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‘I’m in charge of the Hatch Act’: Trump barked at ‘weak’ chief of staff Mick Mulvaney — in a room full of aides

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The Wall Street Journal has published an exposé about the Trump 2020 re-election campaign and how the president is “banking on base-pleasing campaign events – more meticulously produced this time – to outweigh any need for a fresh message.”

In one disturbing tale WSJ White House reporter Michael Bender relays how Trump has apparently grown frustrated with White House chief of staff Mick Mulvaney – his third in under three years – and attacked him during a meeting with other aides present.

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President Trump wanted to bring his Cabinet to a June rally in the critical swing state of Florida. Appropriately, Mulvaney warned the president about the Hatch Act, which prohibits executive branch employees from using their positions for political activities.

“I’m in charge of the Hatch Act,” Trump “barked” at Mulvaney, calling his chief of staff, one of the most powerful people in the nation, “weak.”

Trump is not “in charge” of the Hatch Act. It is an 80-year old federal law that was amended in 2012.

Special Counselor to the President Kellyanne Conway’s violations of the law have been so egregious that the U.S. Office of Special Counsel requested the White House “remove” her from her job. President Trump refused.

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GOP’s ‘chaotic’ first day fighting impeachment revealed they’re overwhelmed by evidence against Trump: Ex-prosecutor

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The House Republican strategy for the first day of public impeachment hearings showed they knew Democrats were playing a strong hand, and they didn't.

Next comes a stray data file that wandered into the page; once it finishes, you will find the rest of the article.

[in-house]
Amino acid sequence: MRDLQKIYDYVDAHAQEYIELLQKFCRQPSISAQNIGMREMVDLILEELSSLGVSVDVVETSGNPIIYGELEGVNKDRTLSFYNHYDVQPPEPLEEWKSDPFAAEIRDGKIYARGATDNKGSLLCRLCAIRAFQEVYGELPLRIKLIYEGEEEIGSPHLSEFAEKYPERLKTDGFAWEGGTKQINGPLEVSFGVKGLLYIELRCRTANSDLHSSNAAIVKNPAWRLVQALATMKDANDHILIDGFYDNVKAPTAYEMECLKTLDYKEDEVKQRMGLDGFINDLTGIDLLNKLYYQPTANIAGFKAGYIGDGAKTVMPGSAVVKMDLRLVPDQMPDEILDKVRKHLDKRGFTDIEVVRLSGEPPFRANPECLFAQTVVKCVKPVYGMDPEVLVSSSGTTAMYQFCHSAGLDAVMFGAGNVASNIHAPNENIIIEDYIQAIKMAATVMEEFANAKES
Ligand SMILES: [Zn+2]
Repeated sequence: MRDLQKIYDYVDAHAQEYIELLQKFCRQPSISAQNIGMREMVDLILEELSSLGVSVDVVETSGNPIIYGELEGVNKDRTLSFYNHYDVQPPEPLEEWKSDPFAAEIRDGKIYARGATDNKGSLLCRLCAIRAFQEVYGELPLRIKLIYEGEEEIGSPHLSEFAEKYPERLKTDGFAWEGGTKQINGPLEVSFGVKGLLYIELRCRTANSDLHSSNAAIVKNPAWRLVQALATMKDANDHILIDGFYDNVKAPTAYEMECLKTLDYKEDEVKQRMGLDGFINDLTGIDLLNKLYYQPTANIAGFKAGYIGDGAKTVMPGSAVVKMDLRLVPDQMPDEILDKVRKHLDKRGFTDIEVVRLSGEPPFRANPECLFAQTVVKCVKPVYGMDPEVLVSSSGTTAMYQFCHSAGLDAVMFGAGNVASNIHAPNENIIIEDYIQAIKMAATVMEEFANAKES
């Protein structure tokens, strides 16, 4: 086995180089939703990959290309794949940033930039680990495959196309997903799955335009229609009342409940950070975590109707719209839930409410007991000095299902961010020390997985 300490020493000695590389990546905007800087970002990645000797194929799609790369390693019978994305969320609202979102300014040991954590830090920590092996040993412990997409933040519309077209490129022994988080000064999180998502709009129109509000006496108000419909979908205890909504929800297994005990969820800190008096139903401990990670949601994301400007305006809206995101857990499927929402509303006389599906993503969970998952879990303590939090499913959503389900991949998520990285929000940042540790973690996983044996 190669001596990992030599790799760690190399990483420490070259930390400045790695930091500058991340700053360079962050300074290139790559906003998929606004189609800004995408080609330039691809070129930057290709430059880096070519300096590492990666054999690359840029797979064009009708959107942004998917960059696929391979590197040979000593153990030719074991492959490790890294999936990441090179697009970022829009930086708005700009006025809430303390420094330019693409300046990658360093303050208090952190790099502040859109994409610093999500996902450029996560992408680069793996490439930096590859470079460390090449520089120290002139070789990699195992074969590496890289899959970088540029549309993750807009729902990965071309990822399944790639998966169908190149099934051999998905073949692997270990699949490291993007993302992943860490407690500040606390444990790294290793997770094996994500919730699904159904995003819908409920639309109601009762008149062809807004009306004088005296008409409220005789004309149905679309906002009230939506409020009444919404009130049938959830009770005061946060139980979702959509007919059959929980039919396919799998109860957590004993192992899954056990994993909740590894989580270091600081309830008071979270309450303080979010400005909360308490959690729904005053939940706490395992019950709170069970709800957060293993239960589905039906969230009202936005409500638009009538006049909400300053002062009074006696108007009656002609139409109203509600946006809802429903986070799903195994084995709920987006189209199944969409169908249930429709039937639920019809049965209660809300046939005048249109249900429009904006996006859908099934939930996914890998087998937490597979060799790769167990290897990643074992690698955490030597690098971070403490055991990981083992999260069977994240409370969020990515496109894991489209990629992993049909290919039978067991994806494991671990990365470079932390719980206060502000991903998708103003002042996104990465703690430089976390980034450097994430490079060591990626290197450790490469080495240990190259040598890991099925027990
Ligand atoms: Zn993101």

Former federal prosecutor Renato Mariotti, writing for Politico, explained how GOP lawmakers tried to confuse jurors -- in this case, the public and their counterparts in the Senate -- by talking about Hunter Biden or Javelin missiles because they wanted to distract from the strong evidence tying President Donald Trump to an extortion scheme.

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Trump’s latest and most ludicrous con job

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Donald Trump is con artist in chief of the United States. His many apparent and impeachable crimes, such as the Ukraine scandal, collusion with Russia and violations of the Emoluments Clause, flow from that fact. Of course, Trump’s long con involves millions and perhaps even billions of dollars. But Trump’s big score, his ultimate goal, is permanent control of the presidency of the United States and the power for him and his family and allies to engage in legal theft indefinitely.

This article first appeared on Salon.

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I was an impeachment skeptic. Here’s why I’m now convinced Trump must be removed

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Despite all the uncertainty surrounding impeachment, we can capture the current moment succinctly: President Trump’s fate hinges on whether Republican senators are more fearful of losing in a primary or in the general election. Now that the live impeachment hearings are about to fuel nationwide prime-time programming, those senators’ fears are likely to intensify.

While that dynamic will determine whether Trump will be removed from office, it doesn’t tell us whether he should be.  I am generally an impeachment skeptic. My recent book—Impeaching the President: Past, Present, Future—argues that impeachment should be regarded as a last resort that, as a general proposition, is inappropriate in a president’s first term.  The American people are capable of rendering judgment and should be given the first crack.

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